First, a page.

It’s worth mentioning that both Swedes and Norwegians will also use English curse words frequently, but no where near as frequent as the Danish use them.

And that concludes our short helpful curse guide. We accept no responsibility for people getting annoyed with you for swearing in our languages.

17 Little ways to annoy a Scandinavian person

October 16, 2014 | 49 Comments

So, if you happen to work next to one of us and we have irritated you by borrowing your stapler one too many times, here are little ways you can get back at us.

1. Claim that Sweden, Norway and Denmark is all the same


Scandinavia is Denmark, Sweden and Norway. That’s it. Different countries, different languages, different cultures with some similarities. Finland is sometimes included, but officially, it’s not really Scandinavia.

And no, it’s not because we are small countries, either – you can fit the UK into Scandinavia about five times. So why do you still insist on telling us we’re all the same?

2. When you don’t remove your shoes before entering our house


Because we don’t like dirt being dragged all over the house. Except when there’s a party (although, please ask first and never wear heels on our nice wooden floors).

When you go to a Scandinavian house, expect to remove your shoes in the hallway. It will happen, unless we’re feeling too polite to mention it (unlikely: we’re quite direct, if you hadn’t noticed).

3. What? You don’t like COFFEE?


We drink more coffee than anyone else in the whole world. More than the Italians, more than the French… More than anyone. By quite a massive stretch, too.

We drink tons of it. Strong, delicious filter coffee. And we don’t understand why you can only have one cup a day when our veins are constantly pumping like a bad Basshunter tune. In short, we’re wired from morning to night.

4. Insist Danes are Dutch


Far, far away. Not even neighbours.

5. …and Swedes are Swiss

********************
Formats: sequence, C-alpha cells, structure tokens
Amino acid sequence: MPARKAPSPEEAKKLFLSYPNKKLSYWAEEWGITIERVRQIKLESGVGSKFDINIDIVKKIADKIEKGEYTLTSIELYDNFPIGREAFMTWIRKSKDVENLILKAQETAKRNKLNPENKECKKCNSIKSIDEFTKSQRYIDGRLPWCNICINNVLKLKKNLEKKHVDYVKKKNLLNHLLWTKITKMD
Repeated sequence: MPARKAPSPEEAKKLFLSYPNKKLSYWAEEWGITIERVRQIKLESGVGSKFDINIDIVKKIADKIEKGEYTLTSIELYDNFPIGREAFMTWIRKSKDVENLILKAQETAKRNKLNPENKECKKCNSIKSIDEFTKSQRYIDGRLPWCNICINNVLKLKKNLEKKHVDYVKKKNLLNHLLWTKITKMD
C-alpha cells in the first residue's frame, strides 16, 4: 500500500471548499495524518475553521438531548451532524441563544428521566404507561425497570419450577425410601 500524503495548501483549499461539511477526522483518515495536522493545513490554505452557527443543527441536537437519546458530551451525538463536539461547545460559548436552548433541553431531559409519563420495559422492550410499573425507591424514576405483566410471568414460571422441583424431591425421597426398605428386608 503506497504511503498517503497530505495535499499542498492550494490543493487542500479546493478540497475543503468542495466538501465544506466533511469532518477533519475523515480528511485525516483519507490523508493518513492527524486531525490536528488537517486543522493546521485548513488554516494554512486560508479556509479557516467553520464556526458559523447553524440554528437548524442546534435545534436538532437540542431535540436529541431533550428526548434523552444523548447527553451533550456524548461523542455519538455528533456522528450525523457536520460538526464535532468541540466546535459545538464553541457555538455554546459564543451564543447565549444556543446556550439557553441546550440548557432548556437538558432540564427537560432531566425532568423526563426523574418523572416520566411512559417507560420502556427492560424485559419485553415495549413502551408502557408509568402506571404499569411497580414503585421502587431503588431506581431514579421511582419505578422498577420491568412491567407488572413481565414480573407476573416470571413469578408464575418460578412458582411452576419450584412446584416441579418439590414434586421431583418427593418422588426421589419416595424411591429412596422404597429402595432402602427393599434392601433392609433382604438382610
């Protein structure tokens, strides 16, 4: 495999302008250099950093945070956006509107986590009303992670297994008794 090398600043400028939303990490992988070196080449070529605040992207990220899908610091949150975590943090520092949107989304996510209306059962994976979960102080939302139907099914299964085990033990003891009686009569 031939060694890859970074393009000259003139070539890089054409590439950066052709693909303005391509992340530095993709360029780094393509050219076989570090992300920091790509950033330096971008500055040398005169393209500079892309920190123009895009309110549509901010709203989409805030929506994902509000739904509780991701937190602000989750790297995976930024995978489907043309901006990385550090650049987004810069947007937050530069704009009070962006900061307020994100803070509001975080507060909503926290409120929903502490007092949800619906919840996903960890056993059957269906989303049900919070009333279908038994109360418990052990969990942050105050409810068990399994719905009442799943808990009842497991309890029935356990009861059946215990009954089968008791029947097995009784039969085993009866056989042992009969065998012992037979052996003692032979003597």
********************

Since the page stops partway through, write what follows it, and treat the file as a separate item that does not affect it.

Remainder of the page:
(wait, Switzerland is next to Norway, right?)


Switzerland is Central Europe. They speak 5 languages, none of which are even close to Swedish. Nothing to do with ABBA or Volvo or blondes.

6. Enter into a discussion with us about mixer taps versus single taps.


We will win that discussion. Even if you fight it, we will win it – passionately. There is no way you can win an argument with about the benefit of single taps. We invented Ikea, we are the kings of common sense design.

And don’t start on the carpet in the bathroom…

7. Tell a Norwegian that KitKats are better than KvikkLunsj


This is such an important point, even though it only really affects Norway. KitKats are so not even close to Kvikklunsj. Don’t compare them, don’t tell us KitKats are superior. Don’t go there.

8. Insist that Eurovision is crap, when we know that it clearly is one of the highlights of the year – alongside Christmas and Midsummer.

TO GO WITH AFP PHOTO "Entertainment-Swed

Without Eurovision, you’d have no songs to dance to at the office party. No Dancing Queen, no Mamma Mia, no Money Money Money. Don’t knock it: We gave cheese to you guys. Be grateful.

9. Do you have polar bears in Oslo?

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Yes, of course we do. And also roaming the streets of Copenhagen. Some of us keep them as pets, next to our penguins.

10. When you sing the Swedish Chef song from Muppets.

Just don’t.

Say ‘bork, bork, bork’ and we die a little bit inside.

11. Well, you don’t LOOK Swedish/Norwegian/Danish…


I don’t? And you don’t look Welsh, either.

12. “You’re Swedish? I used to have a Danish girlfriend once…”

Wonderful. Read point one.

13. Schedule conference calls at 11 a.m. (our lunchtime)

We have lunch between 11 am and midday, if you let us. We just do.

Try not to interfere with our weirdness about breaks. This also includes trying to interfere with our need for coffee breaks (fika breaks) at least twice a day: One must make time for cake & coffee breaks.

14. Ask us ‘How are you’ and don’t wait for our answer.

Because, trust us, we WILL answer. In great detail and we don’t understand how to read your polite British nods of evil as we explain about our dodgy knee.

You don’t want to know about out knee? Don’t ask us, we won’t mind. It will remove a lot of social awkwardness for us if we just skip  the ‘how are you’ bit.

15. Be late. We hate lateness. Be on time, every time.


16. You’re cold? But you’re Scandinavian!

Yes, and we feel cold. Just like you. Our veins are not made of ice, they are filled with hot Basshunter coffee, remember?

17. Scandinavian? Do you eat herring, like, all the time?

Every day, all the time, breakfast, lunch and dinner.

(Just kidding: we only eat herring for lunch).